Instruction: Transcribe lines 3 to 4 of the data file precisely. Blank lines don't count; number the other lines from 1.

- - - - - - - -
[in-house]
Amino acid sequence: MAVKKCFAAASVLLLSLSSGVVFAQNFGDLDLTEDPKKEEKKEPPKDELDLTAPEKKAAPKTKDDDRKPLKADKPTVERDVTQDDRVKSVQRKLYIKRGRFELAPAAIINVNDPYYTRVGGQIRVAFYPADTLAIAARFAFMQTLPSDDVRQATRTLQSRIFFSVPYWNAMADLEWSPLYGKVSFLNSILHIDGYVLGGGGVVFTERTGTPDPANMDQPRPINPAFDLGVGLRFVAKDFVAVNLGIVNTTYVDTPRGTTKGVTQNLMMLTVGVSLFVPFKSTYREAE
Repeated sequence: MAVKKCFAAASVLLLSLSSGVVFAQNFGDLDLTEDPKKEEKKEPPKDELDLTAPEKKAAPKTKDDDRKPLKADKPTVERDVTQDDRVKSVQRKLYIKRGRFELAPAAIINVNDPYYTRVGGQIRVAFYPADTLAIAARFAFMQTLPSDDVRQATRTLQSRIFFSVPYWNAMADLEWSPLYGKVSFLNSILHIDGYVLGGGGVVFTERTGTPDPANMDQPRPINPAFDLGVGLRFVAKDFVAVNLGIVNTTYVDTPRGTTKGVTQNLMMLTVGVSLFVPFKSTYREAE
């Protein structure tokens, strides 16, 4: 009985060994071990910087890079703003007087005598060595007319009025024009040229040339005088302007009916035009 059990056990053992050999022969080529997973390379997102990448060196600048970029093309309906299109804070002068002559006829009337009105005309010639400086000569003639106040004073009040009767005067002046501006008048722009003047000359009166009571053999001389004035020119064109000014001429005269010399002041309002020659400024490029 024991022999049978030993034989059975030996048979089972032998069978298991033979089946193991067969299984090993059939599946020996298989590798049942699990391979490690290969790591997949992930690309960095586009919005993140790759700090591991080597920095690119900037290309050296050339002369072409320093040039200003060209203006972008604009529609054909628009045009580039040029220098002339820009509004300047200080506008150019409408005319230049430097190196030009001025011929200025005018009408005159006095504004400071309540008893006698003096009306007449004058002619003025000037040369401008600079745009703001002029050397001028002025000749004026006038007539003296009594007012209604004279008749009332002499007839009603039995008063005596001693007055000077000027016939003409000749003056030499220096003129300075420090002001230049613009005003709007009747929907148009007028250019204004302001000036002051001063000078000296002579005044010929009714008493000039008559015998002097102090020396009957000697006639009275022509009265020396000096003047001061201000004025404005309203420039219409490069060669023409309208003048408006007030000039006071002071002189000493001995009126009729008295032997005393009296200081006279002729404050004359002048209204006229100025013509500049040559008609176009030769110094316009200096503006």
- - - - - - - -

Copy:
Repeated sequence: MAVKKCFAAASVLLLSLSSGVVFAQNFGDLDLTEDPKKEEKKEPPKDELDLTAPEKKAAPKTKDDDRKPLKADKPTVERDVTQDDRVKSVQRKLYIKRGRFELAPAAIINVNDPYYTRVGGQIRVAFYPADTLAIAARFAFMQTLPSDDVRQATRTLQSRIFFSVPYWNAMADLEWSPLYGKVSFLNSILHIDGYVLGGGGVVFTERTGTPDPANMDQPRPINPAFDLGVGLRFVAKDFVAVNLGIVNTTYVDTPRGTTKGVTQNLMMLTVGVSLFVPFKSTYREAE
């Protein structure tokens, strides 16, 4: 009985060994071990910087890079703003007087005598060595007319009025024009040229040339005088302007009916035009 059990056990053992050999022969080529997973390379997102990448060196600048970029093309309906299109804070002068002559006829009337009105005309010639400086000569003639106040004073009040009767005067002046501006008048722009003047000359009166009571053999001389004035020119064109000014001429005269010399002041309002020659400024490029 024991022999049978030993034989059975030996048979089972032998069978298991033979089946193991067969299984090993059939599946020996298989590798049942699990391979490690290969790591997949992930690309960095586009919005993140790759700090591991080597920095690119900037290309050296050339002369072409320093040039200003060209203006972008604009529609054909628009045009580039040029220098002339820009509004300047200080506008150019409408005319230049430097190196030009001025011929200025005018009408005159006095504004400071309540008893006698003096009306007449004058002619003025000037040369401008600079745009703001002029050397001028002025000749004026006038007539003296009594007012209604004279008749009332002499007839009603039995008063005596001693007055000077000027016939003409000749003056030499220096003129300075420090002001230049613009005003709007009747929907148009007028250019204004302001000036002051001063000078000296002579005044010929009714008493000039008559015998002097102090020396009957000697006639009275022509009265020396000096003047001061201000004025404005309203420039219409490069060669023409309208003048408006007030000039006071002071002189000493001995009126009729008295032997005393009296200081006279002729404050004359002048209204006229100025013509500049040559008609176009030769110094316009200096503006």